PREMIER Daniel Andrews and his deputy Jacinta Allan have become mired in an election-week war of words with the Liberals about whether extremist candidates should be labelled “Nazis”.
Allan said at the weekend that the Liberals are “preferencing Nazis” on how-to-vote cards. The Premier added in a tweet, “Nazis, racists and bigots have no place in politics.”
And Macnamara federal MP Josh Burns tweeted, “Matthew Guy, preferencing neo-Nazis over Labor. Just horrifying.”
The claims focused on several candidates, including Tylere Baker-Pearce, an independent running for Narre Warren South, who has posted antisemitic material, including a smiling selfie in front of the Auschwitz memorial site. But while Burns had tweeted about the Liberals preferencing Baker-Pearce, Labor was also shown to have preferenced him.
The furore was triggered by Catherine Cumming, a Western Metropolitan Region MLC.
Addressing a Melbourne anti-lockdown rally on Saturday beside Harrison McLean, who had been charged with incitement over last year’s anti-vaccine rioting, Cumming declared, “I joined the Angry Victorians Party for one reason: to make Daniel Andrews turn into red mist [a reference to being shot].” Police are probing her comments.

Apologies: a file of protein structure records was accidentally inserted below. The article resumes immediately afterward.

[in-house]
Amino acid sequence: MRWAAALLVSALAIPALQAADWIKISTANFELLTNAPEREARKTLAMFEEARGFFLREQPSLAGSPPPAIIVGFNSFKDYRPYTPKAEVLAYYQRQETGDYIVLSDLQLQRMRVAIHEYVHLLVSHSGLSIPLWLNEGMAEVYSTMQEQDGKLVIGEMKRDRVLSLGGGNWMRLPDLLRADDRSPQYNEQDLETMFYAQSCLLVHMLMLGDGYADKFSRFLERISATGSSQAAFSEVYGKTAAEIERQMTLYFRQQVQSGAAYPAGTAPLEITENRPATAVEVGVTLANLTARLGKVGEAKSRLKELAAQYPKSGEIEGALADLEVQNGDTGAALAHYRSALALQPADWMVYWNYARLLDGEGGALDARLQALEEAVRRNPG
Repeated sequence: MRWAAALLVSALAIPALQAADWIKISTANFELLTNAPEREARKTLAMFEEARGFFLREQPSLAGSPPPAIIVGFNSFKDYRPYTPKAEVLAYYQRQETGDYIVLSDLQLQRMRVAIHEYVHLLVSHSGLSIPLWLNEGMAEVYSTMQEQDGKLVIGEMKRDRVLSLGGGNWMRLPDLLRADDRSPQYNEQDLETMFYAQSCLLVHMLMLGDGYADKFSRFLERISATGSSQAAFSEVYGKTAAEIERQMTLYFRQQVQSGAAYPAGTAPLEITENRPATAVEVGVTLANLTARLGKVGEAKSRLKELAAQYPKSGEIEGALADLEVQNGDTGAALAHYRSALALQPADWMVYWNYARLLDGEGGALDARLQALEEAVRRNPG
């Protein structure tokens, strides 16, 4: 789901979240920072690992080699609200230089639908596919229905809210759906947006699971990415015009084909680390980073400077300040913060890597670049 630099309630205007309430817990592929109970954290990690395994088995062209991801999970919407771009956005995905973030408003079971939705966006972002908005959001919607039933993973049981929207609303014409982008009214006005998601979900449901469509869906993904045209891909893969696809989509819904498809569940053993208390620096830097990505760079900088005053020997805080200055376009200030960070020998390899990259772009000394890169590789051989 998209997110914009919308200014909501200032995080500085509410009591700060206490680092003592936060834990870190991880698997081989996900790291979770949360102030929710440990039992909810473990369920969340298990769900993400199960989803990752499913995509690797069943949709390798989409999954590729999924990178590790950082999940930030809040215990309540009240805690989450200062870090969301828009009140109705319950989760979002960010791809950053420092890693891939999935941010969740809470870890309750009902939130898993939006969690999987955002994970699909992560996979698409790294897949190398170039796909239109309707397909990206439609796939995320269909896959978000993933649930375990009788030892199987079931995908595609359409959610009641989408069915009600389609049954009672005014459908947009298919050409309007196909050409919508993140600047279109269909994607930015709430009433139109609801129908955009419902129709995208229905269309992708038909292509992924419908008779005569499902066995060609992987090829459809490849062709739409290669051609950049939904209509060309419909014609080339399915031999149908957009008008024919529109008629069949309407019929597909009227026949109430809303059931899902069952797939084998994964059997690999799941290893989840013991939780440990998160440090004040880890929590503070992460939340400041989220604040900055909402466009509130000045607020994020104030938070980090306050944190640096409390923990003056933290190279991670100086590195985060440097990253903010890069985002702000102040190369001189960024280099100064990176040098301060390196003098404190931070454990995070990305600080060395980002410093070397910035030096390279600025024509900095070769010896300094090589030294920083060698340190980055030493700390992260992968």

Separately, Timothy Dragan, Liberal candidate for Narre Warren North, apologised after being captured on audio saying Australia should not recognise First Nations, nuclear waste should be dumped in Alice Springs and he would vote for an abortion ban.
Allan declared, “Matthew Guy’s Liberal Party are preferencing Nazis, they’re preferencing extremists, they’re preferencing Catherine Cumming.” She later stood by her comments, but refused to go into further detail.
Deputy Liberal leader and Caulfield MP David Southwick told The AJN Cumming was 10th on the Liberal how-to-vote card and “has zero chance” of receiving Liberal preferences.
Telling the Premier to “put up or shut up”, Southwick condemned Labor’s claims as “baseless, disgusting and vile”, adding Allan “was unable to identify a specific example of a so-called ‘Nazi’ that we are preferencing”.
Anti-Defamation Commission chair Dvir Abramovich accused Labor of “recklessly throwing such terms”.